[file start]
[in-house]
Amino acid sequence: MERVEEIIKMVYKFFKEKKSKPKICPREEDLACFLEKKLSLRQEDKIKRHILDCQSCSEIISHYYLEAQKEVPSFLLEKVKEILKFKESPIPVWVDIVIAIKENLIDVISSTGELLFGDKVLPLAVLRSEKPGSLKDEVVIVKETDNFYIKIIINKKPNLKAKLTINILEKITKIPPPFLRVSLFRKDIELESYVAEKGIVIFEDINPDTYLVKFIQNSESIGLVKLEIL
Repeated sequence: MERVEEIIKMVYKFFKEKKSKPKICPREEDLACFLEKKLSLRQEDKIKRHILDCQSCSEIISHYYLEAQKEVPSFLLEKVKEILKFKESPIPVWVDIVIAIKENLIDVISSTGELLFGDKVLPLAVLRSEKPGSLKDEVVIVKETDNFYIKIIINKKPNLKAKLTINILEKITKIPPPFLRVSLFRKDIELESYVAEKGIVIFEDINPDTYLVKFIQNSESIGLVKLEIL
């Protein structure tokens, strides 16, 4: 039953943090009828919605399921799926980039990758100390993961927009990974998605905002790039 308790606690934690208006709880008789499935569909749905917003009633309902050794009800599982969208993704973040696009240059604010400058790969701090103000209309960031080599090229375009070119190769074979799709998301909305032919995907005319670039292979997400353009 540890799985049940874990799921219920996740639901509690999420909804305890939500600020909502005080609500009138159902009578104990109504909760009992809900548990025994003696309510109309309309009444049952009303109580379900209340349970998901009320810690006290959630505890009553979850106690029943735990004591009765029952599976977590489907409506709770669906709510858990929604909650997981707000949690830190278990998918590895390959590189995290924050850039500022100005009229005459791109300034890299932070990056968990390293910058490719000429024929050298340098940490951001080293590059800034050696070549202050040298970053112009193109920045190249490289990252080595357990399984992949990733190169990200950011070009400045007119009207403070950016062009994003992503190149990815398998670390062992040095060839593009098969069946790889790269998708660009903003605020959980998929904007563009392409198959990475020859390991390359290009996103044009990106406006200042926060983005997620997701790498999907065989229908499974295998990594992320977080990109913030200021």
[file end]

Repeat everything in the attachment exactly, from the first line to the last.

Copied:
[in-house]
Amino acid sequence: MERVEEIIKMVYKFFKEKKSKPKICPREEDLACFLEKKLSLRQEDKIKRHILDCQSCSEIISHYYLEAQKEVPSFLLEKVKEILKFKESPIPVWVDIVIAIKENLIDVISSTGELLFGDKVLPLAVLRSEKPGSLKDEVVIVKETDNFYIKIIINKKPNLKAKLTINILEKITKIPPPFLRVSLFRKDIELESYVAEKGIVIFEDINPDTYLVKFIQNSESIGLVKLEIL
Repeated sequence: MERVEEIIKMVYKFFKEKKSKPKICPREEDLACFLEKKLSLRQEDKIKRHILDCQSCSEIISHYYLEAQKEVPSFLLEKVKEILKFKESPIPVWVDIVIAIKENLIDVISSTGELLFGDKVLPLAVLRSEKPGSLKDEVVIVKETDNFYIKIIINKKPNLKAKLTINILEKITKIPPPFLRVSLFRKDIELESYVAEKGIVIFEDINPDTYLVKFIQNSESIGLVKLEIL
């Protein structure tokens, strides 16, 4: 039953943090009828919605399921799926980039990758100390993961927009990974998605905002790039 308790606690934690208006709880008789499935569909749905917003009633309902050794009800599982969208993704973040696009240059604010400058790969701090103000209309960031080599090229375009070119190769074979799709998301909305032919995907005319670039292979997400353009 540890799985049940874990799921219920996740639901509690999420909804305890939500600020909502005080609500009138159902009578104990109504909760009992809900548990025994003696309510109309309309009444049952009303109580379900209340349970998901009320810690006290959630505890009553979850106690029943735990004591009765029952599976977590489907409506709770669906709510858990929604909650997981707000949690830190278990998918590895390959590189995290924050850039500022100005009229005459791109300034890299932070990056968990390293910058490719000429024929050298340098940490951001080293590059800034050696070549202050040298970053112009193109920045190249490289990252080595357990399984992949990733190169990200950011070009400045007119009207403070950016062009994003992503190149990815398998670390062992040095060839593009098969069946790889790269998708660009903003605020959980998929904007563009392409198959990475020859390991390359290009996103044009990106406006200042926060983005997620997701790498999907065989229908499974295998990594992320977080990109913030200021």